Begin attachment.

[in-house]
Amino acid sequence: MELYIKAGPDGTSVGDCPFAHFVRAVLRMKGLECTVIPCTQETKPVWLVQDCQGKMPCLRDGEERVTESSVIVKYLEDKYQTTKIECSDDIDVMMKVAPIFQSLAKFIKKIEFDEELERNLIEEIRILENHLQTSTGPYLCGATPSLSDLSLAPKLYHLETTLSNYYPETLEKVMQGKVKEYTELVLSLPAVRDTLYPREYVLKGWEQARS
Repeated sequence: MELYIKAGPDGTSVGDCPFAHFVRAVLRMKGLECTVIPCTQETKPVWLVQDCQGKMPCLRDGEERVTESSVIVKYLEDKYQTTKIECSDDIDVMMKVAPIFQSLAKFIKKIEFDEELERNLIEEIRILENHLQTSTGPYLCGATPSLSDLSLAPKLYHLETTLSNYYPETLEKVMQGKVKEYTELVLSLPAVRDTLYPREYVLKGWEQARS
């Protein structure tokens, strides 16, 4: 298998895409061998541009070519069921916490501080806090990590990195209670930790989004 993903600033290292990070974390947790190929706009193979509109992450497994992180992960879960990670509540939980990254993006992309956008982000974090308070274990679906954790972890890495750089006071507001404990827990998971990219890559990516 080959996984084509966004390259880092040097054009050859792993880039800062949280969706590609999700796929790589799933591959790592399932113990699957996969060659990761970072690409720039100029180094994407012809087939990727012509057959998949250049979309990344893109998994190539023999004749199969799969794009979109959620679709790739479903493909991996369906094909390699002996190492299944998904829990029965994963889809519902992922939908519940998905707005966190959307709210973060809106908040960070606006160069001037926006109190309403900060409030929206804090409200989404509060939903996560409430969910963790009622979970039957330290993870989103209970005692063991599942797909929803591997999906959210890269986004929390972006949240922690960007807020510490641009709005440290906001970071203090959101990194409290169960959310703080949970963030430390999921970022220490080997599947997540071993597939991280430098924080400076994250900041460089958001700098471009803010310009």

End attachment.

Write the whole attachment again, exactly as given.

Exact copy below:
[in-house]
Amino acid sequence: MELYIKAGPDGTSVGDCPFAHFVRAVLRMKGLECTVIPCTQETKPVWLVQDCQGKMPCLRDGEERVTESSVIVKYLEDKYQTTKIECSDDIDVMMKVAPIFQSLAKFIKKIEFDEELERNLIEEIRILENHLQTSTGPYLCGATPSLSDLSLAPKLYHLETTLSNYYPETLEKVMQGKVKEYTELVLSLPAVRDTLYPREYVLKGWEQARS
Repeated sequence: MELYIKAGPDGTSVGDCPFAHFVRAVLRMKGLECTVIPCTQETKPVWLVQDCQGKMPCLRDGEERVTESSVIVKYLEDKYQTTKIECSDDIDVMMKVAPIFQSLAKFIKKIEFDEELERNLIEEIRILENHLQTSTGPYLCGATPSLSDLSLAPKLYHLETTLSNYYPETLEKVMQGKVKEYTELVLSLPAVRDTLYPREYVLKGWEQARS
């Protein structure tokens, strides 16, 4: 298998895409061998541009070519069921916490501080806090990590990195209670930790989004 993903600033290292990070974390947790190929706009193979509109992450497994992180992960879960990670509540939980990254993006992309956008982000974090308070274990679906954790972890890495750089006071507001404990827990998971990219890559990516 080959996984084509966004390259880092040097054009050859792993880039800062949280969706590609999700796929790589799933591959790592399932113990699957996969060659990761970072690409720039100029180094994407012809087939990727012509057959998949250049979309990344893109998994190539023999004749199969799969794009979109959620679709790739479903493909991996369906094909390699002996190492299944998904829990029965994963889809519902992922939908519940998905707005966190959307709210973060809106908040960070606006160069001037926006109190309403900060409030929206804090409200989404509060939903996560409430969910963790009622979970039957330290993870989103209970005692063991599942797909929803591997999906959210890269986004929390972006949240922690960007807020510490641009709005440290906001970071203090959101990194409290169960959310703080949970963030430390999921970022220490080997599947997540071993597939991280430098924080400076994250900041460089958001700098471009803010310009």